BP becomes museum’s newest corporate partner
FAIRBANKS – BP recently became the University of Alaska Museum of the North’s newest corporate partner with a $25,000 donation to the museum. The North Slope producer will serve as the lead partner for the museum’s annual open house.
“BP is committed to supporting Alaska’s communities,” said Carla Beam, BP Alaska director of community affairs. “The museum’s exhibits and programs enhance the quality of life for residents and visitors. We hope the access to the museum’s research labs during the open house will inspire a new generation of scientists.”
The museum’s annual open house brings visitors into the museum’s research labs and other areas not usually open to the public. The event attracts nearly 1,000 visitors in a typical year, primarily families, and also includes free admission to the museum’s exhibit galleries, hands-on activities in the education center and demonstrations by Alaska Native artists.
Support from corporate partners like BP provides a critical funding source for the museum, which receives less than 25 percent of its funding from the state. In addition to supporting the museum’s research and education programs, corporate partnerships allow the museum to offer free or reduced admission for special events and programs.
“We’re grateful to BP for their generosity,” said museum development director Julie Estey. “Private support is key to the museum’s continued success. Partnerships like this help make the museum more accessible to the community.”
Researchers garner Murdock “Partners in Science” grants
FAIRBANKS – The M.J. Murdock Charitable Trust has awarded $15,000 grants to two University of Alaska Fairbanks professors as part its Partners in Science Program.
Larry Duffy, a professor with the chemistry and biochemistry department, will partner with Lathrop High School science teacher Wendy Ehnert to conduct research over the next two summers. Their project title is “Effect of Exercise and Diet on Circulating VEGF (Vascular Endothelial Growth Factor).”
Gary Laursen, a professor with the biology and wildlife department, will partner with Wayne A. Woodgate, a science teacher at Marshall School in Marshall, Alaska. The title of their research is “Fungal Successional Patterns, Fruiting Response, Ectomycorrhizal Symbioses, and Hydrophytic Status Assessment of Wetland Sitka Spruce.”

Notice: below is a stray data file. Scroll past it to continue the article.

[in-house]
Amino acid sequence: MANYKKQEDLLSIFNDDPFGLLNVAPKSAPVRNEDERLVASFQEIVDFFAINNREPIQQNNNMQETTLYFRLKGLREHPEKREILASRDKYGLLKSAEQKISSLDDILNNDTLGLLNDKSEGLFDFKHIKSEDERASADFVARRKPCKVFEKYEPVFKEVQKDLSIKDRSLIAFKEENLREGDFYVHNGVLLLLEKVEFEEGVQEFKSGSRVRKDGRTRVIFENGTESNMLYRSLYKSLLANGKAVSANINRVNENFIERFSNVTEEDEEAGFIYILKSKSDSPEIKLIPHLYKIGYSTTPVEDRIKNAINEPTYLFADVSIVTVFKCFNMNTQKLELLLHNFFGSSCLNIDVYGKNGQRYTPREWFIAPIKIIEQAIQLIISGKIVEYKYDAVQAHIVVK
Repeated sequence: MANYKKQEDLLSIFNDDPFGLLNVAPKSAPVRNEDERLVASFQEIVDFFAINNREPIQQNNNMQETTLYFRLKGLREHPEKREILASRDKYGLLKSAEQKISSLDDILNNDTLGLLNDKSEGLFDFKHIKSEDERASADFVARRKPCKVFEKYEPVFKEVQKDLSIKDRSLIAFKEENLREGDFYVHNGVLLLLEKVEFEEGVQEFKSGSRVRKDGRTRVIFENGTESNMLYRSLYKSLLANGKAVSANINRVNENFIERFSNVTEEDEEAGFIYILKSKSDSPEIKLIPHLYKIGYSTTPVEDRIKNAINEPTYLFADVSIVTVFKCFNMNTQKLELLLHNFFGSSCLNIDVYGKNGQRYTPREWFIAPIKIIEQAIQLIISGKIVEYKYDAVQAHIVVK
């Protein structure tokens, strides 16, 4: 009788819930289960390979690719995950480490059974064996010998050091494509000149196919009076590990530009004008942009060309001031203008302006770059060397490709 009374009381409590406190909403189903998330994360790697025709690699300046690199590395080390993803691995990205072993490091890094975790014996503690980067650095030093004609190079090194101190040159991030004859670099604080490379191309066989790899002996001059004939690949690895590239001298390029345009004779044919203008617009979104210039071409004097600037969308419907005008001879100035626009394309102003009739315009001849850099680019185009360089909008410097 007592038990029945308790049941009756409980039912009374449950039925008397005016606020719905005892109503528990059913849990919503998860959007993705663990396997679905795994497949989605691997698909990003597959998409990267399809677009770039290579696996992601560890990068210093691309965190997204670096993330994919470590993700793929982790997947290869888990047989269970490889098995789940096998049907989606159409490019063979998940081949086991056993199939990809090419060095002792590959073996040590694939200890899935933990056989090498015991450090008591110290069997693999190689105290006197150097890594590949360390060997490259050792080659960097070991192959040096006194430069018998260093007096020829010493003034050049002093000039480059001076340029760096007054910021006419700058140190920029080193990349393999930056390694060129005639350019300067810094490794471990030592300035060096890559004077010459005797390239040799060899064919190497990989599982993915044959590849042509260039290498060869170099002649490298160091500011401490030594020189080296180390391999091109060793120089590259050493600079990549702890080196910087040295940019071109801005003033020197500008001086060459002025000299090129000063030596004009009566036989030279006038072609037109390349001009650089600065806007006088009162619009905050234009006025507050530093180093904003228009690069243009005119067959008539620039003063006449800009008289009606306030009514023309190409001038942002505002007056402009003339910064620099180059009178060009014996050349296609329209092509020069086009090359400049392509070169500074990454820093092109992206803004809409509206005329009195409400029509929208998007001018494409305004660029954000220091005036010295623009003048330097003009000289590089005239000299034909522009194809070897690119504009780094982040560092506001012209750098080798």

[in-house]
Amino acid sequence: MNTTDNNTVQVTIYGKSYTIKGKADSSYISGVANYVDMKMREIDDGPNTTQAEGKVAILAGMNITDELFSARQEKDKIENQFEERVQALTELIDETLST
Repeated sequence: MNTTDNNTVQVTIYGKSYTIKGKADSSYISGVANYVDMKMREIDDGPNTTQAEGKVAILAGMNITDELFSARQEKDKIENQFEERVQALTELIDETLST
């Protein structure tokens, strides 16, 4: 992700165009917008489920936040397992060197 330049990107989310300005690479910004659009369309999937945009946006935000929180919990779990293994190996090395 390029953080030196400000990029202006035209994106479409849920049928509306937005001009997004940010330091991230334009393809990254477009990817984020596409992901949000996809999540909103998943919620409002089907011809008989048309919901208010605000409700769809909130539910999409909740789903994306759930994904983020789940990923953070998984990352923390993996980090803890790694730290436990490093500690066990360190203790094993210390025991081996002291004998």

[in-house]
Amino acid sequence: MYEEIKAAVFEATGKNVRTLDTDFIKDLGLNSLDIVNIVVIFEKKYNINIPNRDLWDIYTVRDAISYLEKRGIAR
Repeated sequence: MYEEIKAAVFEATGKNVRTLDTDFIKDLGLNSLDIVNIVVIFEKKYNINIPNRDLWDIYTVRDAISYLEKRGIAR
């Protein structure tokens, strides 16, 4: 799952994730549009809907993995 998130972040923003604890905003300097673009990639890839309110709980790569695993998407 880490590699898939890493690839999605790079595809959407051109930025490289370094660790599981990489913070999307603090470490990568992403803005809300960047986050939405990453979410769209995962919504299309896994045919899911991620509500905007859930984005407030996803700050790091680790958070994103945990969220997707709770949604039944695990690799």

The awards also include funds for travel to national Partners in Science conferences, where Ehnert and Woodgate will each share research results.
The grants are awarded through a competitive process in the Partners in Science Program at the Murdock Trust. Applications are accepted from high school teachers and mentors from a five-state region. The program’s primary goal is to provide high school science teachers with opportunities to work at the cutting edge of science, to revitalize their teaching and help them appreciate the use of inquiry-based methods in science teaching.
The Murdock Trust, created by the will of the late Melvin J. “Jack” Murdock, provides grants in five Pacific Northwest states to organizations that seek to strengthen the region’s educational and cultural base in creative and sustainable ways. The Partners in Science Program is one of its many efforts in the region.
UAS to host nuclear awareness conference
JUNEAU – The University of Alaska Southeast is holding a Nuclear Awareness Conference April 18 through April 20. A featured topic is Juneau’s role in Ballistic Missile Defense and the Lena Point Radar.
The conference will include keynote talks by Shigeko Sasamori, a survivor of the bombing of Hiroshima; Mayor James Matayoshi, an activist on behalf of the Marshallese people in the aftermath of the nuclear testing conducted by the U.S.; and Holly Barker, an author and senior adviser to the Marshallese government.
The three-day event is a joint project of the Hiroshima Peace Museum, The Marshall Island Government, Veterans for Peace, Alpha Phi Omega (Alpha Zeta Theta Chapter), The Leighty Foundation, Juneau People for Peace and Justice, Skagway School District and the UAS Chancellor’s office.
Numerous presentations will be conducted by Andrew Himes, founder of Voices in Wartime and members of Veterans for Peace, Juneau Chapter. Performances are scheduled by Skagway and Haines high school drama and debate teams. Other activities include an open Poetry and Prose reading, a documentary film series and an educational workshop for teachers, directed by Andy Himes.
The Nuclear Awareness Conference is the result of a project by Skagway High School English teacher Kent Fielding and students Shelby Surdyk and Erica Harris. Through extensive research into Marshallese culture and history, they developed a passion for the Marshallese people and a desire to educate others about the effects of nuclear proliferation and nuclear testing.
After traveling and performing in the Marshall Islands, Fielding and his students capitalized on an opportunity from the Hiroshima Peace Museum. It was to host Shigeko Sasamouri to speak about her experiences following the bombing of Hiroshima in 1945. Fielding and his high school students also arranged to bring Marshall Islands representatives Matayoshi and Barker. Other speakers and presenters will address the issue of nuclear technology and wartime.
The Nuclear Awareness Conference will be held at the University of Alaska Southeast’s Egan Library.